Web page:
Bypass surgery if you have pancreatic cancer

Bypass surgery is a way to treat some symptoms caused by pancreatic cancer. It may be used if the cancer blocks your duodenum, making you feel and be sick. Or if it blocks the bile duct, causing jaundice.

What's in the 'Bypass surgery' section?

If the cancer has blocked your duodenum or bile duct, bypass surgery gets around the blockage to treat your symptoms. It doesn’t remove the cancer. A different type of surgery is used to remove the cancer.

Whether bypass surgery is an option for you will depend on your symptoms, your diagnosis and how fit you are.

Bypass surgery during an operation to remove the cancer

Surgery to remove pancreatic cancer (such as the Whipple’s) may be offered to some people. But sometimes after starting the operation, the surgeon may find that it’s not possible to remove the cancer. Bypass surgery may be done instead if the cancer has blocked your duodenum or bile duct, or to stop it blocking them in the future. This can help to treat your symptoms.

If this is something that might happen, your surgeon will discuss it before your operation.

Read more about surgery to remove pancreatic cancer.

Bypass surgery for a blocked duodenum

After you eat, the food goes from your stomach into your duodenum. If the cancer has blocked the duodenum, food can’t pass out of the stomach. It builds up in your stomach and makes you feel and be sick. This is called gastric outlet obstruction.

Bypass surgery gets around the blockage, making a new way for food to pass out of the stomach into the duodenum. The operation is called a gastrojejunostomy.

You may have bypass surgery for a blocked duodenum if your cancer can’t be removed by surgery. Another option may be to have a tube called a stent put into the duodenum to open the blockage. Your doctor should consider bypass surgery rather than a duodenal stent if you are having longer term treatment.

When is bypass surgery used for a blocked bile duct?

Pancreatic cancer can cause jaundice by blocking the bile duct. The bile duct is the tube that takes bile from the liver to the duodenum. Bile is a fluid which the liver makes to help digest food. Jaundice turns your skin or eyes yellow. It can also make you feel itchy and causes pale poo and dark urine.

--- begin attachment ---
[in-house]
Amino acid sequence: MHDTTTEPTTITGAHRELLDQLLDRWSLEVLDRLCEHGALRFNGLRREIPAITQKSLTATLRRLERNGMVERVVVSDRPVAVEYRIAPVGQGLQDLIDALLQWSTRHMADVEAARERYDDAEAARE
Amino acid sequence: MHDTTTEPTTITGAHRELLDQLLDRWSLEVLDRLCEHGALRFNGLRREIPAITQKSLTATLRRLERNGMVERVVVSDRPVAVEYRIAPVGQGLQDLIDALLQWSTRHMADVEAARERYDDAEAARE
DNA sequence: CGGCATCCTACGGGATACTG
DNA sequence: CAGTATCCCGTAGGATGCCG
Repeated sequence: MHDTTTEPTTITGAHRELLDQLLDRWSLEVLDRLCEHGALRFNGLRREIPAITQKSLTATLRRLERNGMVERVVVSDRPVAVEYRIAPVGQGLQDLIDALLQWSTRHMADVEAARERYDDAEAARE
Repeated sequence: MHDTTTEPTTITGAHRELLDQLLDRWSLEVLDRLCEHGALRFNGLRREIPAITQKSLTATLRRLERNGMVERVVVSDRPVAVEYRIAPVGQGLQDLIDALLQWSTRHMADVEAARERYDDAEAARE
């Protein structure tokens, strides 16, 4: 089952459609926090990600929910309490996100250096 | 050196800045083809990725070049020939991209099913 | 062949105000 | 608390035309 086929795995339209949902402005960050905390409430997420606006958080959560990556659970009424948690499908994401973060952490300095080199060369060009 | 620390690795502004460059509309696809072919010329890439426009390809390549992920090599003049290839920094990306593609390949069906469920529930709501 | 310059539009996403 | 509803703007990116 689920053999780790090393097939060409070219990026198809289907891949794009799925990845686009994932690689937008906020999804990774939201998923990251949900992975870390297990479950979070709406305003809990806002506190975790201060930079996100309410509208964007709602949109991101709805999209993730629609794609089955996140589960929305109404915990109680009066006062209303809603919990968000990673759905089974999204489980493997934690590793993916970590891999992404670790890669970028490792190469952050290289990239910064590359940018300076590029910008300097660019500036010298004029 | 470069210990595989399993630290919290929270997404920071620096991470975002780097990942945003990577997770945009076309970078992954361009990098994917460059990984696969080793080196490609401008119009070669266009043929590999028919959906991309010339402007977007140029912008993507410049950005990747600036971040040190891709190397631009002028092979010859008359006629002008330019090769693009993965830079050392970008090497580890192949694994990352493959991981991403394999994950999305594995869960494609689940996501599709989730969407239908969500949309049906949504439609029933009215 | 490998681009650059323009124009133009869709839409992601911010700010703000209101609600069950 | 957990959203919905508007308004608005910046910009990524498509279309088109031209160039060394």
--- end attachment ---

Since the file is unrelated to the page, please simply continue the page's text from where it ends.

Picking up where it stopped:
If you have cancer that can’t be removed by surgery and your bile duct is blocked, you will usually have a stent put in to unblock it. But sometimes bypass surgery is used to make a new way for bile to flow to the intestines, passing around the blocked bile duct. This is usually done if you were originally having surgery to remove the cancer but that wasn’t possible. The operation is called a choledochojejunostomy or hepaticojejunostomy.

You may have bypass surgery for both a blocked duodenum and blocked bile duct at the same time. This is called a double bypass.

Advantages and disadvantages of bypass surgery

Bypass surgery is a big operation, so it’s important to talk about the advantages and disadvantages with your surgeon before you decide to have this surgery. Ask them any questions you have.


  • The surgery bypasses the blockage and should help your symptoms.
  • It may be an option if a stent is not suitable for you.
  • Bypass surgery avoids the problem of stents getting blocked.
  • It is a longer lasting way to treat your symptoms.


  • You may have some side effects, but these can usually be managed.
  • You will need to stay in hospital for several days after bypass surgery, and it may take a few months to fully recover.
  • Bypass surgery is major surgery and there are possible risks.

What are the possible risks?

  • As with all surgery, there is a risk of getting a chest infection or blood clots in a leg vein (deep vein thrombosis or DVT) or lung (pulmonary embolism or PE).
  • Your wound may get infected – you will be given antibiotics to reduce this risk.
  • There is a small risk of bleeding during the operation and you may need a blood transfusion to replace the blood lost. This is not common.
  • There are risks to having a general anaesthetic, which are the medicines that put you to sleep so you don’t feel pain during surgery. But an allergic reaction to the anaesthetic is very rare.
  • As with any surgery, there is a small risk of dying.

Read about bypass surgery

To read more about bypass surgery for pancreatic cancer, download our fact sheet, Bypass surgery if you have pancreatic cancer

Download our fact sheet
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Speak to our nurses

You can ask our specialist nurses on our free Support Line any questions about bypass surgery.

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Updated October 2021

Review date October 2023